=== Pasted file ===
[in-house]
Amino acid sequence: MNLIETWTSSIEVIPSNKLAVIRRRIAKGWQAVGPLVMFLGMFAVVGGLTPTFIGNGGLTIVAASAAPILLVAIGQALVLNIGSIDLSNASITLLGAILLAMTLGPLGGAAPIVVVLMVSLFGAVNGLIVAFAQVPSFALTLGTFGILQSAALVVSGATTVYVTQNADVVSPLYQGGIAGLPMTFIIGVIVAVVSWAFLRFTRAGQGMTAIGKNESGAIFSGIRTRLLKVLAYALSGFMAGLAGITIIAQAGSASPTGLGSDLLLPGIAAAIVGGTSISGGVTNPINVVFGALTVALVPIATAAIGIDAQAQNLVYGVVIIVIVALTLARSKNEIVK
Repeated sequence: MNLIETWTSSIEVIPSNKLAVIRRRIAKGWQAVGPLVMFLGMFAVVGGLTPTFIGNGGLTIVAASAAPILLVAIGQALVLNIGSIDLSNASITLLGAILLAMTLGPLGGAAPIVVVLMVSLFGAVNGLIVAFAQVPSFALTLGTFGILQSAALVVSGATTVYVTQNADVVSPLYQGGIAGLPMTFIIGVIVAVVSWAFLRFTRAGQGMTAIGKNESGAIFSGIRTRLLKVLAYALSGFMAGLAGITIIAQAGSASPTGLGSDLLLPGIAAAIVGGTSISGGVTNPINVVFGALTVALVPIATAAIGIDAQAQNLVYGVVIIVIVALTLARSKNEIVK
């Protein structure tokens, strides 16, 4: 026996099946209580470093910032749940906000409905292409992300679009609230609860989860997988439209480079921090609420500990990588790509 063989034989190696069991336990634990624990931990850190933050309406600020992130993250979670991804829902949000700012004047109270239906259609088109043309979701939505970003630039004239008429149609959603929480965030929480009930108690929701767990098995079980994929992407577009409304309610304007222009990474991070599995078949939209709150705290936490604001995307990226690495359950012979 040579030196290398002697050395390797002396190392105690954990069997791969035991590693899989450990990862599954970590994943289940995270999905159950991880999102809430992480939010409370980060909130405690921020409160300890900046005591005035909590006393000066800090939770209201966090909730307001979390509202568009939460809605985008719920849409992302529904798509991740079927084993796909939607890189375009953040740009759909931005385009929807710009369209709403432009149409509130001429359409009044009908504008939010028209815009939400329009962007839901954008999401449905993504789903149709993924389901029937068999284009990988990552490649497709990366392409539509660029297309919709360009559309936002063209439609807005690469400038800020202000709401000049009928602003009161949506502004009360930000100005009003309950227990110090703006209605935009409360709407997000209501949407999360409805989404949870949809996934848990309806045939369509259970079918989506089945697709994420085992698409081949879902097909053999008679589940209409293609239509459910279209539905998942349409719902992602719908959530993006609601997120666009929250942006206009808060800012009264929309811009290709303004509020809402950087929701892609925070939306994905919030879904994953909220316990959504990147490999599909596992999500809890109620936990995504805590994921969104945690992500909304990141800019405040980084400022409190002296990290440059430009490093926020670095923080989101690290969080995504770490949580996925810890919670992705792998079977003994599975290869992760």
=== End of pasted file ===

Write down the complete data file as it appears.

[in-house]
Amino acid sequence: MNLIETWTSSIEVIPSNKLAVIRRRIAKGWQAVGPLVMFLGMFAVVGGLTPTFIGNGGLTIVAASAAPILLVAIGQALVLNIGSIDLSNASITLLGAILLAMTLGPLGGAAPIVVVLMVSLFGAVNGLIVAFAQVPSFALTLGTFGILQSAALVVSGATTVYVTQNADVVSPLYQGGIAGLPMTFIIGVIVAVVSWAFLRFTRAGQGMTAIGKNESGAIFSGIRTRLLKVLAYALSGFMAGLAGITIIAQAGSASPTGLGSDLLLPGIAAAIVGGTSISGGVTNPINVVFGALTVALVPIATAAIGIDAQAQNLVYGVVIIVIVALTLARSKNEIVK
Repeated sequence: MNLIETWTSSIEVIPSNKLAVIRRRIAKGWQAVGPLVMFLGMFAVVGGLTPTFIGNGGLTIVAASAAPILLVAIGQALVLNIGSIDLSNASITLLGAILLAMTLGPLGGAAPIVVVLMVSLFGAVNGLIVAFAQVPSFALTLGTFGILQSAALVVSGATTVYVTQNADVVSPLYQGGIAGLPMTFIIGVIVAVVSWAFLRFTRAGQGMTAIGKNESGAIFSGIRTRLLKVLAYALSGFMAGLAGITIIAQAGSASPTGLGSDLLLPGIAAAIVGGTSISGGVTNPINVVFGALTVALVPIATAAIGIDAQAQNLVYGVVIIVIVALTLARSKNEIVK
């Protein structure tokens, strides 16, 4: 026996099946209580470093910032749940906000409905292409992300679009609230609860989860997988439209480079921090609420500990990588790509 063989034989190696069991336990634990624990931990850190933050309406600020992130993250979670991804829902949000700012004047109270239906259609088109043309979701939505970003630039004239008429149609959603929480965030929480009930108690929701767990098995079980994929992407577009409304309610304007222009990474991070599995078949939209709150705290936490604001995307990226690495359950012979 040579030196290398002697050395390797002396190392105690954990069997791969035991590693899989450990990862599954970590994943289940995270999905159950991880999102809430992480939010409370980060909130405690921020409160300890900046005591005035909590006393000066800090939770209201966090909730307001979390509202568009939460809605985008719920849409992302529904798509991740079927084993796909939607890189375009953040740009759909931005385009929807710009369209709403432009149409509130001429359409009044009908504008939010028209815009939400329009962007839901954008999401449905993504789903149709993924389901029937068999284009990988990552490649497709990366392409539509660029297309919709360009559309936002063209439609807005690469400038800020202000709401000049009928602003009161949506502004009360930000100005009003309950227990110090703006209605935009409360709407997000209501949407999360409805989404949870949809996934848990309806045939369509259970079918989506089945697709994420085992698409081949879902097909053999008679589940209409293609239509459910279209539905998942349409719902992602719908959530993006609601997120666009929250942006206009808060800012009264929309811009290709303004509020809402950087929701892609925070939306994905919030879904994953909220316990959504990147490999599909596992999500809890109620936990995504805590994921969104945690992500909304990141800019405040980084400022409190002296990290440059430009490093926020670095923080989101690290969080995504770490949580996925810890919670992705792998079977003994599975290869992760």